The title might be a bit misleading, as i am fully aware of the concept of innodb buffer pool, yet want to understand something specific about it's calculation process.

According to the mysql docs:

On a dedicated database server, you might set the buffer pool size to 80% of the machine's physical memory size.

Now, how does the percentage approach makes sense here when we are talking about actual numbers?

Lets say that currently my db uses 80 gb of ram and 20 gb of ram is left for other tasks. After a period of time, my database grows bigger and i decide to increase the buffer pool size. To keep the 80% proportion, i have to increase the total ram of the server, even though other processes did not require more ram memory. Why not just add the additional ram while keeping the same 20gb of ram for the other tasks?

up vote 4 down vote accepted

The 80% is just a general rule of thumb for helping people start with a more sensible value than the default.

Buffer pool size calculation can actually be more complicated. Ideally frequently accessed data pages should remain in the buffer pool and you don't want too much eviction to happen because of its impact on performance. This is again generic but a more realistic measurement to have the buffer pool large enough to accommodate hot data + enough space for avoiding unfrequent reads triggering too much eviction.

Just because you have a database 1TB big you don't have to have 1Tb of buffer pool if you only read the same 100MB all the time.

Keep in mind also that inserts and updates also affect buffer pool usage because the operation happens there. You should try to match the amount of data you can write into innodb logs (controlled by innodb_log_file_size) and the space required for this in buffer pool. Even if you have large innodb log files but you don't have enough space for insert than eviction will cause flushing data pages to tablespace which in essence have the same effect as checkpointing.

One empirical way to correctly size buffer pool is to set as high as your datasize (or as large as possible) and run normal production load on it while decreasing the size constantly while measuring transaction rate, response time and threads_running. When you see performance starting to drop that's the size that you need at least.

I prefer to say "70% of available RAM". So, 70% * (80-20) = 56. But, in reality, it is hard to predict how much 'other' memory mysqld will use.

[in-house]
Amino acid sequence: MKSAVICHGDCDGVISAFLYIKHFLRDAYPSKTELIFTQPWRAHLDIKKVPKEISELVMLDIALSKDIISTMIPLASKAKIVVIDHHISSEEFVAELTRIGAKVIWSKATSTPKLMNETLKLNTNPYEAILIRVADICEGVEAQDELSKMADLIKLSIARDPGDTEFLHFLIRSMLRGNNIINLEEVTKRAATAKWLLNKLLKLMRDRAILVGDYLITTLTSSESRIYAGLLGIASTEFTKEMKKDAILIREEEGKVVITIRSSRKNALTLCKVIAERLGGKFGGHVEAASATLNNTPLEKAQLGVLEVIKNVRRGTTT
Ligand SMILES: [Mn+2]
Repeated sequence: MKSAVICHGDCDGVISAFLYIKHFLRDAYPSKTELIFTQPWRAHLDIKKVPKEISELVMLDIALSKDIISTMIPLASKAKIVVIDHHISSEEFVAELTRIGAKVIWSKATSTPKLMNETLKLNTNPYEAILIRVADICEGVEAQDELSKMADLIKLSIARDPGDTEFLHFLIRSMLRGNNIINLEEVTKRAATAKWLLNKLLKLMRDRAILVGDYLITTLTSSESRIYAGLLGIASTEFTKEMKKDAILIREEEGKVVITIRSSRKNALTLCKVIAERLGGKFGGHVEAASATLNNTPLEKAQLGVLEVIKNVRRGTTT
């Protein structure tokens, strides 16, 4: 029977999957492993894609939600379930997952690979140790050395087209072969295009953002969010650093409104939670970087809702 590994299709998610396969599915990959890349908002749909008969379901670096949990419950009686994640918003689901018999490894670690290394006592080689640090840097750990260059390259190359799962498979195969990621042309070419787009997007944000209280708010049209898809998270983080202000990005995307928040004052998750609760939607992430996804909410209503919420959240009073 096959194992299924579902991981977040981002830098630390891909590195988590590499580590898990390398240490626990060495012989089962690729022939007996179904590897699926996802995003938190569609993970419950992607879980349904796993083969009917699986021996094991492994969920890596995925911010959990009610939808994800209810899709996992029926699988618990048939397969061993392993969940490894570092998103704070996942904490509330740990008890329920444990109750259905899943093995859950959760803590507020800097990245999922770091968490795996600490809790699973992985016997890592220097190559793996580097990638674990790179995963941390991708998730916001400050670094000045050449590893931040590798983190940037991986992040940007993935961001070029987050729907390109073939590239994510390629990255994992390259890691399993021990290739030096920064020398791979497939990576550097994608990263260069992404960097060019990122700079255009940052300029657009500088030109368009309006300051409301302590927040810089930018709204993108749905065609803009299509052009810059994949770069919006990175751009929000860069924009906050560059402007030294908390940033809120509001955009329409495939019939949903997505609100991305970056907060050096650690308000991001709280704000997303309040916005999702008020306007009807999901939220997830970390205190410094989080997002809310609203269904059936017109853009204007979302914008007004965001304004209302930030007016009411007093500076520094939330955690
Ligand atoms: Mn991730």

Approaching from the other side, the buffer_pool does not need to be much more than the total of all the Data_length + Index_length as seen from SHOW TABLE STATUS.

Here is a longer discussion.

The ultimate aim is to keep the entire database in memory for performance gain. But, practically it is not always possible. For example, consider the database size of 2 TB. In this case, we cannot allocate 2 TB RAM due to resource constraints. So we should try to keep at least working data set in memory. It is a very complex process to identify the actual working set data, so we should try set maximum possible value. So, here 80% of the total available memory will be a good choice. Since we need memory for other processes too.

When you allocate entire memory to an InnoDB buffer pool, other processes compete for memory.This will lead to swapping. Swapping in a database server is very worst. So you have to start from less to a high value for innodb_buffer_pool_size variable based on the requirement.

To answer your question, when you know that database size is growing, just start with 80% of the total available RAM and start monitoring your InnoDB memory status. If MySQL uses above 95% of InnoDB buffer pool, then you should consider increasing the innodb_buffer_pool_size. Some of the useful commands to do this:

show global status like '%innodb_buffer_pool_pages_data%';
show global status like '%innobd_buffer_pool_pages_free%';
show global status like '%innodb_page_size%';
show global status like '%innodb_buffer_pool_reads%';
show global status like '%innodb_buffer_pool_read_requests%';

and one more:

SHOW ENGINE INNODB STATUS;

Find the Free Buffers and Buffer Pool hit ratio on BUFFER POOL AND MEMORY section. Check this page for an understanding of the InnoDB buffer pool, related variables and how to allocate memory to InnoDB buffer pool.

It is safe to keep the 20% of the remaining memory for other processes to avoid swapping in a worst case. I hope this will help you!.

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